GREAT FALLS (AP) — Office of Public Instruction Superintendent Denise Juneau wants to raise the dropout age in Montana from 16 to 18 and increase funding for Montana Digital Academy so that more students can access online courses without having to pay.

Those are some of the plans for an ambitious legislative agenda Juneau unveiled Thursday to education supporters in Great Falls.

She said that 65 percent of schools in Montana have signed on to her Graduation Matters initiative launched two years ago in an effort to improve graduation rates. The measure failed in 2011 but she said she hopes more people back the program now. Great Falls Public Schools have signed onto the initiative.

“Every community involved has developed its own plan,” she said. “You are a town and a community we talk a lot about around the state.”

The Great Falls Tribune reports that Juneau is also calling on lawmakers to approve a $1.5 million increase over two years for the Montana Digital Academy.

She’s also seeking funding from lawmakers so that school districts such as Great Falls can receive money to provide more education to 19-year-old students. Current legislation only pays for students through age 18. Her proposal adds $1.2 million to general K–12 spending.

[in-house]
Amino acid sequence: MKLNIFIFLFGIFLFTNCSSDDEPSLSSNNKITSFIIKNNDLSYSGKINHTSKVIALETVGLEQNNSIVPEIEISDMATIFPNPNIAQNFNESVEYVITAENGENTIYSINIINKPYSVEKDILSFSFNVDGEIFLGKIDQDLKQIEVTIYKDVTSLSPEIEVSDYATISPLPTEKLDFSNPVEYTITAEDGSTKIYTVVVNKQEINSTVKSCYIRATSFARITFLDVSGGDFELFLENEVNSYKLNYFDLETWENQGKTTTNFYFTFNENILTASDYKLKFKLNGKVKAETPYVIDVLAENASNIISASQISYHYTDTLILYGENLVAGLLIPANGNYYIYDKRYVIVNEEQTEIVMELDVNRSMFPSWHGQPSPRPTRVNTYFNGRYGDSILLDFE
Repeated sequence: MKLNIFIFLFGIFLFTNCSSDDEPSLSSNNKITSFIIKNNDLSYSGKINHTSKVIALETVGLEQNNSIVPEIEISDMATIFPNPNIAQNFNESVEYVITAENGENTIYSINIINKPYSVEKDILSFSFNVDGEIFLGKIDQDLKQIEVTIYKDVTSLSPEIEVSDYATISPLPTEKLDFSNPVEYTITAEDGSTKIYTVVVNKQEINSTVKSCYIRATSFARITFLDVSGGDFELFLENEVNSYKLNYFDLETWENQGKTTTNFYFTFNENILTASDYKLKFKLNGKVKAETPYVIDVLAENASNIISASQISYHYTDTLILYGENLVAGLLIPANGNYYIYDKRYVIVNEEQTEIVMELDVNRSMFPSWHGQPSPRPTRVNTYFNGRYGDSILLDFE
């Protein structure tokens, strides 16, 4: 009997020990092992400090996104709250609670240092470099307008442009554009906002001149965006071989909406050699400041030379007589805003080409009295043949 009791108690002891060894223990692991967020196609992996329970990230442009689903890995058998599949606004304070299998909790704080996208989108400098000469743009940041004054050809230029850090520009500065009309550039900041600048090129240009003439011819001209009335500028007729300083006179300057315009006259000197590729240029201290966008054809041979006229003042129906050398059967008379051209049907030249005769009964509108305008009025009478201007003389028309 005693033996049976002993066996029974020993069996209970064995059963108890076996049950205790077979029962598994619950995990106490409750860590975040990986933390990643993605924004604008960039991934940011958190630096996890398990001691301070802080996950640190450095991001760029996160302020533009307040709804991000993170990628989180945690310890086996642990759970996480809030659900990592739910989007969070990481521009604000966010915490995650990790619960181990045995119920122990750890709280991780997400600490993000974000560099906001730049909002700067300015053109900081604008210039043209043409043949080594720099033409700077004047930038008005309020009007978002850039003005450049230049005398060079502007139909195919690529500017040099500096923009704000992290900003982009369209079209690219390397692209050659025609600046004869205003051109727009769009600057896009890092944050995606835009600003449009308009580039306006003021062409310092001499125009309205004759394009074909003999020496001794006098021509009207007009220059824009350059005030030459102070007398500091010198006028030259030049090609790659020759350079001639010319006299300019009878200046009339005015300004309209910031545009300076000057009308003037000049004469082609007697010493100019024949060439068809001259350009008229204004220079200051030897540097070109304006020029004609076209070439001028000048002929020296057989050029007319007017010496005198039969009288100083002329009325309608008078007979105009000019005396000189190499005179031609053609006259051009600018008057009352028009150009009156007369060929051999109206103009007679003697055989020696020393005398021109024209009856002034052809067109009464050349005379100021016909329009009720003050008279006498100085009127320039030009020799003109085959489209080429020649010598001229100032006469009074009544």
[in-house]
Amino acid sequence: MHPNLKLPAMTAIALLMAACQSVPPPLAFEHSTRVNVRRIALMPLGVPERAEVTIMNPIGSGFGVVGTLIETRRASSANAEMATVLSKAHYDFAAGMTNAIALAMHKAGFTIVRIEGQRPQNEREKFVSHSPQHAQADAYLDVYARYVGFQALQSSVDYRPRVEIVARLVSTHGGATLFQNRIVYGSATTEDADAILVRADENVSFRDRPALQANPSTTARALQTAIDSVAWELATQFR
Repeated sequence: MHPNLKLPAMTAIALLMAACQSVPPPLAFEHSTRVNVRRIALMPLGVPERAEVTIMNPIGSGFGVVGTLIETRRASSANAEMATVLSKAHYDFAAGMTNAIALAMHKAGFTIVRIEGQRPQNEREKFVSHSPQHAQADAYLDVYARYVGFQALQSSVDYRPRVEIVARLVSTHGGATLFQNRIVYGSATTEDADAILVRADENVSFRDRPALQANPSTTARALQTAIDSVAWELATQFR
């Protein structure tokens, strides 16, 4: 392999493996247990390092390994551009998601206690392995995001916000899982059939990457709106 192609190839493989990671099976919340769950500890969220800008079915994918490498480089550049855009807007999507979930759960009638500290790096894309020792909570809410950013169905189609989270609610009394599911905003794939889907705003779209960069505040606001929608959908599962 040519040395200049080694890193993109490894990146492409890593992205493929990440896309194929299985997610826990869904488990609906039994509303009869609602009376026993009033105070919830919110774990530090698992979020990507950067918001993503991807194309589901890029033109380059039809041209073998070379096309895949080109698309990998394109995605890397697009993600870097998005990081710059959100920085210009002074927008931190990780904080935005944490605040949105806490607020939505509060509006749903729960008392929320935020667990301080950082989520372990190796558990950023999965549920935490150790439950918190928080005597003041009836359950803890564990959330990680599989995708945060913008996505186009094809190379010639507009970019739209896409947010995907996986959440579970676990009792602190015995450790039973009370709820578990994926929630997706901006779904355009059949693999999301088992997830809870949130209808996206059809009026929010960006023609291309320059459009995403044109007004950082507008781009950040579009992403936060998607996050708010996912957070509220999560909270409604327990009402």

She’s also asked for an increase of $34 million in general fund spending for K–12, mainly aimed at putting in place a common core curriculum and technology.

“I think that’s the state’s responsibility (to fund),” Juneau said.

Juneau has also proposed spending $600,000 on tuition and fee waivers for high school students wanting to enroll in dual-credit courses, $250,000 on regional career coaches, and $150,000 to get more high school teachers around the state licensed and endorsed to teach dual credit college courses. Those are all intended to prepare high school students for college.

Juneau said it could be difficult to persuade the Republican-controlled Montana Legislature in 2013, but she also noted the state is projected to have a surplus close to $475 million.


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